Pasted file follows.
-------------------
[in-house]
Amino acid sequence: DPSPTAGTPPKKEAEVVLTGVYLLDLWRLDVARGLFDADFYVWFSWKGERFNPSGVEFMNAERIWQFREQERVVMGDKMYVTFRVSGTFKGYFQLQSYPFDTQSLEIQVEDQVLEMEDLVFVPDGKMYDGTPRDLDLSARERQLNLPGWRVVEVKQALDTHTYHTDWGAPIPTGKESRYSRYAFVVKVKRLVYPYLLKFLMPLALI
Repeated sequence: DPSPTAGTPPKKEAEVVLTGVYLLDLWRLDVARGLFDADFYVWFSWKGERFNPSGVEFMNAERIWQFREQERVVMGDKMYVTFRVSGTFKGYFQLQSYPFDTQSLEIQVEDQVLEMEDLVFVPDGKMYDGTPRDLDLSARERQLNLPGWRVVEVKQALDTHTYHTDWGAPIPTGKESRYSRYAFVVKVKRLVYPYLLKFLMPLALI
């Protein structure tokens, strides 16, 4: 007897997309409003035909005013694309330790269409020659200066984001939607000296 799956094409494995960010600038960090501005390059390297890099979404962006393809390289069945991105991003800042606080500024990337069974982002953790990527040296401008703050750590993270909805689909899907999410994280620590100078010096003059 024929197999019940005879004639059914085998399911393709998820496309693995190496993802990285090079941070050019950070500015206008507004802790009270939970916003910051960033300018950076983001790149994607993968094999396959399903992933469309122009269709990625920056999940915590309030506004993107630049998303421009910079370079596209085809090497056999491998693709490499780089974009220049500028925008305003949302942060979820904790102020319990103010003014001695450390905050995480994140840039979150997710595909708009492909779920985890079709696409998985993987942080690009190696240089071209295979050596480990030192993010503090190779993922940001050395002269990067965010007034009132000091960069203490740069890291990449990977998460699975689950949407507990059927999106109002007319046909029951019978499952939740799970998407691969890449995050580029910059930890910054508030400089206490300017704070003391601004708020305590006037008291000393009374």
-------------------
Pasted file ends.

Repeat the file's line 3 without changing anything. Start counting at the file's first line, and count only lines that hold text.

Repeated sequence: DPSPTAGTPPKKEAEVVLTGVYLLDLWRLDVARGLFDADFYVWFSWKGERFNPSGVEFMNAERIWQFREQERVVMGDKMYVTFRVSGTFKGYFQLQSYPFDTQSLEIQVEDQVLEMEDLVFVPDGKMYDGTPRDLDLSARERQLNLPGWRVVEVKQALDTHTYHTDWGAPIPTGKESRYSRYAFVVKVKRLVYPYLLKFLMPLALI